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UPDATED: May 20, 2010 Web Exclusive
A Race Against Time
The rapid aging of Chinese society calls for a long-term plan


GUARANTEED: Miao Lihua and her husband read the pension statement she just received from the Qingdao Municipal Government in east China's Shandong Province on April 7, 2010. People 60 years and older with no employment record in Qingdao are eligible to receive a basic pension of at least 55 yuan ($8.06) per month starting from January 2010 (XINHUA) 

Chinese Premier Wen Jiabao said in his government work report at this year's lianghui, or two conferences, i.e. the yearly sessions of the National People's Congress (NPC) and the Chinese People's Political Consultative Conference (CPPCC), that the government will intensify strategic research on coping with an aging population.

"It is the right time to deal with the problem, otherwise, it will be too late," Yang Yansui, director of the Center for Employment & Social Security (CESS) at Tsinghua University, said in a recent interview with Caijing, a well-known magazine in China.

Researchers and decision-makers say that 2010 is a crucial year for China to cope with the challenge of its aging population. Whether China can safely ride the looming age wave depends on its long-term plan, which is under formulation by decision-makers. The policies under formulation are of great significance to support the modern social insurance system.

For China, aging itself is not a problem, but what makes the challenge more serious is the lack of preparation.

Urgent task

China must answer questions about its aging society, such as whether there is an aging crisis and when it will begin, before making elderly-care policies and adjusting the aging industry, said Yang.

Research by the CESS shows that China will begin to experience an aging crisis between 2033 and 2035, when the elderly population—65 years and older—will rise to 294 million and the working population will drop to 810 million.

"The aging issue is expected to be at the top of the agenda for China's 12th Five-Year Plan (2011-2015), and should be a priority in the whole public service sector," said Yang Tuan, deputy director of the Social Policy Research Center at the Chinese Academy of Social Sciences (CASS).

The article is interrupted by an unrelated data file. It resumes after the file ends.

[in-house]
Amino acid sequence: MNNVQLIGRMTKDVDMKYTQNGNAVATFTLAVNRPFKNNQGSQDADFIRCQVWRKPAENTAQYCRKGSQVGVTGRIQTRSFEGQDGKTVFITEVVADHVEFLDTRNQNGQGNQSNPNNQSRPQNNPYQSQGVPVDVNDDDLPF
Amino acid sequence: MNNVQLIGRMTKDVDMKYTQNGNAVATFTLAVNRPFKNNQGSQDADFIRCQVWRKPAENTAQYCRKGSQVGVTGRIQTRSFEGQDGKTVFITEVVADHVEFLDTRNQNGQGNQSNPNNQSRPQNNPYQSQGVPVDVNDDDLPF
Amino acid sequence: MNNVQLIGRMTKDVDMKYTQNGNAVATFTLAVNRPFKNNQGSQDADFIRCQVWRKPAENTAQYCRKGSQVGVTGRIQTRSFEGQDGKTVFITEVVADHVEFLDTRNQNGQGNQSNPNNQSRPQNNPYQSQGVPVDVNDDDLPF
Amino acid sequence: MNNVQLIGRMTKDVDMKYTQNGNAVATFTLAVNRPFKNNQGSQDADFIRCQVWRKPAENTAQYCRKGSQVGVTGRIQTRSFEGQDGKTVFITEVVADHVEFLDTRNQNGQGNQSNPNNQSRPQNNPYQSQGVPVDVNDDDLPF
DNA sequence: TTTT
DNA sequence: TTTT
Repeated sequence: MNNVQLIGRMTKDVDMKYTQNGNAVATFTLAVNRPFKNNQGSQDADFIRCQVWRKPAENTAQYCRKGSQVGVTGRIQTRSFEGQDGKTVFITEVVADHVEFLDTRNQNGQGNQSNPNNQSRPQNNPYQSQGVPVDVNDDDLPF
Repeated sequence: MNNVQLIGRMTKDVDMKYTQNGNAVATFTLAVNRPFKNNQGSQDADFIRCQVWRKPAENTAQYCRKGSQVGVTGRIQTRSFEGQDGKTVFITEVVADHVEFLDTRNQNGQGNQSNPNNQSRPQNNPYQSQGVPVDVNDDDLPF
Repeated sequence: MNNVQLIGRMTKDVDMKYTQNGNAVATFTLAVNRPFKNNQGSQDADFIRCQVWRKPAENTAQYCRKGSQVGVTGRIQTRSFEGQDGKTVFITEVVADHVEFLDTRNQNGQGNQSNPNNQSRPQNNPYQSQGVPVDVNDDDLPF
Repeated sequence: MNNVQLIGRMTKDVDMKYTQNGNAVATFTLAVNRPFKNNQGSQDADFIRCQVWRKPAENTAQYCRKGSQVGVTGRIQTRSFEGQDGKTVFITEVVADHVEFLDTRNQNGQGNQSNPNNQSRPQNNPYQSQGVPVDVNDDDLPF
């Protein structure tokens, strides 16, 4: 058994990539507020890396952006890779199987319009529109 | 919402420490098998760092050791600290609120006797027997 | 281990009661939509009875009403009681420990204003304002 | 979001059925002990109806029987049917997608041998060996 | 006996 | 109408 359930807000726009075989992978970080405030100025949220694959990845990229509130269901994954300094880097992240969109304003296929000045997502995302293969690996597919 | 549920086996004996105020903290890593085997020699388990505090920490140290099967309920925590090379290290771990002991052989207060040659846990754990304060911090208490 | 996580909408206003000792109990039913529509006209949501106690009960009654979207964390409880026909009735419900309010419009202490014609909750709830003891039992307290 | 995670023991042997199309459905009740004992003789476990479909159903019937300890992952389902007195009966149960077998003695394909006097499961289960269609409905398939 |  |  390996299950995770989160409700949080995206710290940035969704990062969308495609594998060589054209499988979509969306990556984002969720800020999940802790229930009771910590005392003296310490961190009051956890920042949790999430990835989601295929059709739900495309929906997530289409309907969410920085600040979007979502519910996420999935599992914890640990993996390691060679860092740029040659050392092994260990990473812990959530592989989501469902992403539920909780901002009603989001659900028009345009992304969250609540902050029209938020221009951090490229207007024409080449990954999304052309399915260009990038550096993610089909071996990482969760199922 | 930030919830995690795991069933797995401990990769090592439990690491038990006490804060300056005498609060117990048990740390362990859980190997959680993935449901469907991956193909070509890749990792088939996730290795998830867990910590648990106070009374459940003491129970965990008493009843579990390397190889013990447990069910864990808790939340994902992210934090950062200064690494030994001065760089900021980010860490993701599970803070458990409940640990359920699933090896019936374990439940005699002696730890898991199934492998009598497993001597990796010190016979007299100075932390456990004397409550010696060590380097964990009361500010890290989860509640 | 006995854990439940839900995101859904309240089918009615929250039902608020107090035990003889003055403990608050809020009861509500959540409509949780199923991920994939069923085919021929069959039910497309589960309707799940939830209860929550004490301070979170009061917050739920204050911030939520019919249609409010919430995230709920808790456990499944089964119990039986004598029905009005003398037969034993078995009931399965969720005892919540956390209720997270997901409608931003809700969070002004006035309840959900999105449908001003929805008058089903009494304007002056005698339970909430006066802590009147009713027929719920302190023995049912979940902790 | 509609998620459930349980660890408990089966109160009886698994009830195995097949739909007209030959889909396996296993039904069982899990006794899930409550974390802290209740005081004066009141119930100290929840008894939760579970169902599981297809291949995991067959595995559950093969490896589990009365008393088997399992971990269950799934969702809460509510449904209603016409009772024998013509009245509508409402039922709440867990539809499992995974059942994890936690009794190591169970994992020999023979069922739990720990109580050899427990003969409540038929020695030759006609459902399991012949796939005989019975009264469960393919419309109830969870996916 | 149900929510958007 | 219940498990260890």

A systematic reorganization of existing systems and plans has already begun, according to Cao Bingliang, deputy director of the China National Committee on Aging (CNCA). At the end of 2009, a strategic research program on coping with an aging population was launched.

The program, one more key study of modern Chinese society, plans to finish 20 projects by October 2010, with research reports on each of them along with a general report. Measures and policies addressing the aging problem will be put forward on the basis of the general situation of the elderly population, according to Yin Zhiyuan, deputy head of the Department of Pension Insurance at the Ministry of Human Resources and Social Security (MHRSS). Yin is also one of the participants in the research program.

The CNCA this year will coordinate with other government departments to make plans to address the aging of society for the next five years, based on similar efforts over the past five years.

All signs indicate that the country's policymakers are aware of the importance of the elderly-care industry for improving socio-economic structure and creating public demand. However, which department should be responsible for addressing the aging issue was unclear until the end of 2008, when the Ministry of Civil Affairs (MCA) set up the Department of Social Welfare and Social Security, said Wang Hui, head of the department serving elderly and disabled people at the MCA.

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